For my first time coming in for birth control pills, will I have to have a pap smear exam if I’m 17 and have never had one done? And will my parents HSA cover the cost of the birth control pills?

Question:  For my first time coming in for birth control pills, will I have to have a pap smear exam if I’m 17 and have never had one done? And will my parents HSA cover the cost of the birth control pills?

Answer:  American Cancer Society recommends PAP exams starting at age 21 and because you are age 17, you will unlikely receive a PAP exam during your office visit.

Under the Affordable Care Act, the majority of insurance companies provide birth control pills at either low or no cost to the patient.  If your insurance company does not cover the cost of your birth control, or you decide not to use your family insurance, Family Planning offers a sliding fee scale as well as accepts donations.

Is break-thru-bleeding normal when I start or change my method of hormonal birth control?

Question:  I switched birth controls 3 months ago and now I had my period for almost 2 weeks mid pill cycle and now I am getting it every other day. It goes away then comes back. I don’t know what it is

Answer:  Break-thru-bleeding is nothing to worry about during the first three (3) months on the pill, if you change from one pill to another, if you miss a pill, or if you are late taking a pill.  If the bleeding lasts from more than 3 cycles, please call 440-352-0608 and make an appointment with the nurse.

How much are birth control pills and do I need an appointment?

Question: I’m only 16 and I need birth control pills. I have a job and am willing to pay for pills but I don’t want to involve my parents because they’d disagree and I probably wouldn’t get what I needed. How much would it be to get pills? Would I need an appointment? What other things would I have to provide?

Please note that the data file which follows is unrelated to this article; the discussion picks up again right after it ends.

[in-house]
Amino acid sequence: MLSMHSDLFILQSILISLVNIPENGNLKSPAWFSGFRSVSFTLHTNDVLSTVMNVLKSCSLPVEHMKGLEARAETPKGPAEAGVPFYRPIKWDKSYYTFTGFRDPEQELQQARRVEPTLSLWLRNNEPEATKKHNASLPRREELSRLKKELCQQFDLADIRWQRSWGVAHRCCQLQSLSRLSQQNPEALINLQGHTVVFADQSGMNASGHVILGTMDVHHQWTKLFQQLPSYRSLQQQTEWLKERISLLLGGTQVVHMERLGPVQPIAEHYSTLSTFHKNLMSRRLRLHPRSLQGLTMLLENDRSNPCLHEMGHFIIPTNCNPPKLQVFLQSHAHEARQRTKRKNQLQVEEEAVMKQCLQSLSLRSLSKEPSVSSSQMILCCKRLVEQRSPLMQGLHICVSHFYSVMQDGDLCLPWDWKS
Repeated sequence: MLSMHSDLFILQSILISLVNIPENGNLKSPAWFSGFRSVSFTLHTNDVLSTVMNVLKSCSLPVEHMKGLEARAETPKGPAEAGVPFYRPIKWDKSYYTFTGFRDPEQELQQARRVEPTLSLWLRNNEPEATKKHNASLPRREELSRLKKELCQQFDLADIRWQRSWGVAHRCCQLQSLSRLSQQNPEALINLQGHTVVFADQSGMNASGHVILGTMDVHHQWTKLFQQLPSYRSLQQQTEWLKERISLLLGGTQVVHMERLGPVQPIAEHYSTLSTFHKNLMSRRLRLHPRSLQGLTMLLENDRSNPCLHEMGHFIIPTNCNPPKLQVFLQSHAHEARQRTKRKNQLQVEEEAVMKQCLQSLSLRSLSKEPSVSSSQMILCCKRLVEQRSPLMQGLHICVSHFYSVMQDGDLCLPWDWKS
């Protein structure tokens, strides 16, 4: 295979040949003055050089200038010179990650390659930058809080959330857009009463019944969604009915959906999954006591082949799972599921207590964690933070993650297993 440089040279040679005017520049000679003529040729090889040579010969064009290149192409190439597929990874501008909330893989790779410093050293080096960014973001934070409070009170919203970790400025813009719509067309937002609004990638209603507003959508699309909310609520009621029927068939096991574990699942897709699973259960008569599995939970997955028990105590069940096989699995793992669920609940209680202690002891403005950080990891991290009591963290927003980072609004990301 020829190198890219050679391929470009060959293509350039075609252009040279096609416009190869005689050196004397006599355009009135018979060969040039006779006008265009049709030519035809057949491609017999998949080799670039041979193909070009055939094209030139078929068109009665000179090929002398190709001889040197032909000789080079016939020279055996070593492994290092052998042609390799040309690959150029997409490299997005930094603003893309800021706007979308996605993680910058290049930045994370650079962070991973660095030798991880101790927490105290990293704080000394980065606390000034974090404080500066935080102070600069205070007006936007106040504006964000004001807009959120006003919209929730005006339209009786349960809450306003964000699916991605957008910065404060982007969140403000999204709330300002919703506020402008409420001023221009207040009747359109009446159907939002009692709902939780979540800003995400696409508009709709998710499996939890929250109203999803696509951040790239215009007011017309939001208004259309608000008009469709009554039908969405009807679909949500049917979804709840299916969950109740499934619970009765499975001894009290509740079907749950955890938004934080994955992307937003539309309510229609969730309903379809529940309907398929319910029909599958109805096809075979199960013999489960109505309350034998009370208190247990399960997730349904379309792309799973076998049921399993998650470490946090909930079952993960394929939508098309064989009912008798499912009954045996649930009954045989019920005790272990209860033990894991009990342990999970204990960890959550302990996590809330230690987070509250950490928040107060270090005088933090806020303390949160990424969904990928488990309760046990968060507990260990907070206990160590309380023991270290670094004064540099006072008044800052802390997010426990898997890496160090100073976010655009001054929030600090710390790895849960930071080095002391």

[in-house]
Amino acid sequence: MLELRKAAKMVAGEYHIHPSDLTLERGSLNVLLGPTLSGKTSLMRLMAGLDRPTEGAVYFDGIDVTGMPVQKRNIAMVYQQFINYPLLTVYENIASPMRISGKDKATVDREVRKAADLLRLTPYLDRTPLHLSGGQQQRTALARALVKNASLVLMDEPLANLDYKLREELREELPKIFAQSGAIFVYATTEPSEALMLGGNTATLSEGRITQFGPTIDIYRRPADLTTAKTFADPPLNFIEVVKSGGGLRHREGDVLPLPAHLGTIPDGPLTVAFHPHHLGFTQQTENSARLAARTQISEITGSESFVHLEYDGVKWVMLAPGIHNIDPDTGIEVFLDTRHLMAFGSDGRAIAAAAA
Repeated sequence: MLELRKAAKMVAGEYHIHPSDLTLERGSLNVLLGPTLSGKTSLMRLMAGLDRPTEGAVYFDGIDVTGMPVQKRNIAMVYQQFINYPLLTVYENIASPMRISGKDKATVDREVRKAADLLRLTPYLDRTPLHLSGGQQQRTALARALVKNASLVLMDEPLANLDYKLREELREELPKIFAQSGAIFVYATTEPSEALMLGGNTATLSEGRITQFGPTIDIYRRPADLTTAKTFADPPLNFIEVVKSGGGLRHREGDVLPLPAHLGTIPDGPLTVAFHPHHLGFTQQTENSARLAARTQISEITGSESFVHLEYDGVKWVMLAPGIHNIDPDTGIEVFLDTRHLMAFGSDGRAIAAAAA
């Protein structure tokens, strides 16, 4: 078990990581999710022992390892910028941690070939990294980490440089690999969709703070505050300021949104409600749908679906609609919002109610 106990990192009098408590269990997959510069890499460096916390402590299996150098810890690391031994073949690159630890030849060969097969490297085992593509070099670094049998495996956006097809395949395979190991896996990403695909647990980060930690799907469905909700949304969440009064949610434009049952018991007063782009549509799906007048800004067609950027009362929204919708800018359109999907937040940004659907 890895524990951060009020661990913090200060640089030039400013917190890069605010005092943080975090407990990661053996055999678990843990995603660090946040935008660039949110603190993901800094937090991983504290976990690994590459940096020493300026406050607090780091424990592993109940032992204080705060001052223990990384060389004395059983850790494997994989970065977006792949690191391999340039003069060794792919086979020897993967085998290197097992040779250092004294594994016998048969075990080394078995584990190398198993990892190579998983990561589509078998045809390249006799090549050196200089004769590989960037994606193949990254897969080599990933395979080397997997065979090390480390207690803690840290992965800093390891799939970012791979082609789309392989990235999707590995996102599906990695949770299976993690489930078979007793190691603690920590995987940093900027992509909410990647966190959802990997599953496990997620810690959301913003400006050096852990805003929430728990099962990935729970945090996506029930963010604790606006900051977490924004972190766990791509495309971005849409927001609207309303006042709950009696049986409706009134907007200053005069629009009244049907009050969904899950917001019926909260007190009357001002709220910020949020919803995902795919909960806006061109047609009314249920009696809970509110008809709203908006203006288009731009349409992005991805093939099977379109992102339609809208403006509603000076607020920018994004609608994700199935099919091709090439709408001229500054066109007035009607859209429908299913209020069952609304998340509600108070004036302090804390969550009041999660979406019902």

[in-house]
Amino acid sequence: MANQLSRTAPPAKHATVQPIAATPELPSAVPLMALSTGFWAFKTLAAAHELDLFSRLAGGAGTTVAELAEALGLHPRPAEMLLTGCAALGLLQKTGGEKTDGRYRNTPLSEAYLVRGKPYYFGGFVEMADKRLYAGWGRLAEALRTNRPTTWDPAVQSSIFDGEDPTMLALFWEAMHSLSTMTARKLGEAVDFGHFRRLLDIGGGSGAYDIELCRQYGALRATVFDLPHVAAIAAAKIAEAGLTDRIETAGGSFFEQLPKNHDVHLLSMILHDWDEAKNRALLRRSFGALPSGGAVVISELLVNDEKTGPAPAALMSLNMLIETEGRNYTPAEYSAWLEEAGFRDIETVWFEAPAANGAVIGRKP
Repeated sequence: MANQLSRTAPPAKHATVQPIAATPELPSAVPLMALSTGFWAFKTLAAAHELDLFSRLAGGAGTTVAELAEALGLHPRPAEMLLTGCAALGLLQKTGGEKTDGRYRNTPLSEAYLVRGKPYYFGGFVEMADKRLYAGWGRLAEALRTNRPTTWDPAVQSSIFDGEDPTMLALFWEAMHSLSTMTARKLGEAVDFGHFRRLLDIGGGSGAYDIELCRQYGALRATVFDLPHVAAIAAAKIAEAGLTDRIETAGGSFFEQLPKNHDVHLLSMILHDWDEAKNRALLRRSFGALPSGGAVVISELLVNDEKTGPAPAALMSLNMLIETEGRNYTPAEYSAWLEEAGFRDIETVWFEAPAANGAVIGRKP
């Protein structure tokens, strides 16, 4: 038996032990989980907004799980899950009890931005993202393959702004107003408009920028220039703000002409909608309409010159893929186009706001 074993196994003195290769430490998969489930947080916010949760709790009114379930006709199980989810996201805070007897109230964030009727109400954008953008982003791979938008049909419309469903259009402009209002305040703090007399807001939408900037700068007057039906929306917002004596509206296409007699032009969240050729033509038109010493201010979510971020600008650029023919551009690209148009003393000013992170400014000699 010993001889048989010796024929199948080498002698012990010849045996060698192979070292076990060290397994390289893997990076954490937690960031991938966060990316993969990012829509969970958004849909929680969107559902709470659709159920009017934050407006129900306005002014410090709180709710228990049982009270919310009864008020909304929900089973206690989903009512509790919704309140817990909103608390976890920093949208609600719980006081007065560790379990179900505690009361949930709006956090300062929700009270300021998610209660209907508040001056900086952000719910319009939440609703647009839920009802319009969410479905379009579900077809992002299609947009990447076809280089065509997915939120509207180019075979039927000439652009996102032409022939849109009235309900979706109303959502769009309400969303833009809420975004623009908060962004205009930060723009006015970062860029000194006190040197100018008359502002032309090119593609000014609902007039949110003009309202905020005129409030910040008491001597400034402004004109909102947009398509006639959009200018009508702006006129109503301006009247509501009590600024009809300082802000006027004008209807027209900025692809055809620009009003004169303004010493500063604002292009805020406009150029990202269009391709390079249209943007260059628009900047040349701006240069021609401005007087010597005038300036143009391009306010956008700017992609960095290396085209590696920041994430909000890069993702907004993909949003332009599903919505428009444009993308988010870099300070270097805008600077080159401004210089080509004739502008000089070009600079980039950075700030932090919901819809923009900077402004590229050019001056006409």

Answer: Any new patient at Family Planning will need an appointment to get birth control.  Parents do not have to be involved in this process according to state law, but family involvement is always encouraged. The cost for birth control pills depends on a few factors. We accept private health insurance and Medicaid, but please keep in mind that if you use your parents’ insurance, they might be able to see “Family Planning” on their summary of services which is usually sent in the mail. If you do not want to use insurance, then the cost is based off a sliding fee scale that is determined by your income. Please call us to schedule an appointment.

Painesville: 440-352-0608 or Ashtabula: 440-992-5953

Which is better, the pill or the shot?

Question: Which is better, the pill or the shot?

Answer:  There are advantages and disadvantages to all methods of hormonal birth control.

Birth control pill:

  • Uses hormones (estrogen and progestin) to prevent ovulation
  • Efficacy: 92-99%
  • Take one pill a day at the same time
  • Advantages: Very effective when used correctly, can make menstrual cycle more regular and less painful
  • Disadvantages:  Need to remember to take daily, possible side effects due to estrogen, does not provide protection from sexually transmitted infections (STI) or HIV
  • Possible side effects: dizziness, nausea, headache, change in menstrual cycle, change in appetite, change in mood and although rare, possible chance of blood clots

The Shot:

  • The hormone progestin prevents ovulation
  • Efficacy: 97-99%
  • One shot every 3 months
  • Advantages: Each shot works for 12 weeks, no estrogen side effects, can be used while breast feeding
  • Disadvantages:  irregular menstrual cycles, does not provide protection from sexually transmitted infections (STI) or HIV
  • Possible side effects: headache, change in menstrual cycle, change in appetite, change in mood and in long time users, possible risk of decrease in bone mineral density

The best contraceptive choice depends on your medical history and personal goals.  I encourage you to call and make an appointment to discuss your options with our medical staff (440) 352-0608.

How do I change my birth control?

Question: I am switching from the depo shot to the birth control pills. My expiration date for my shot is February 10th, would I have to wait until then to start taking the birth control pills?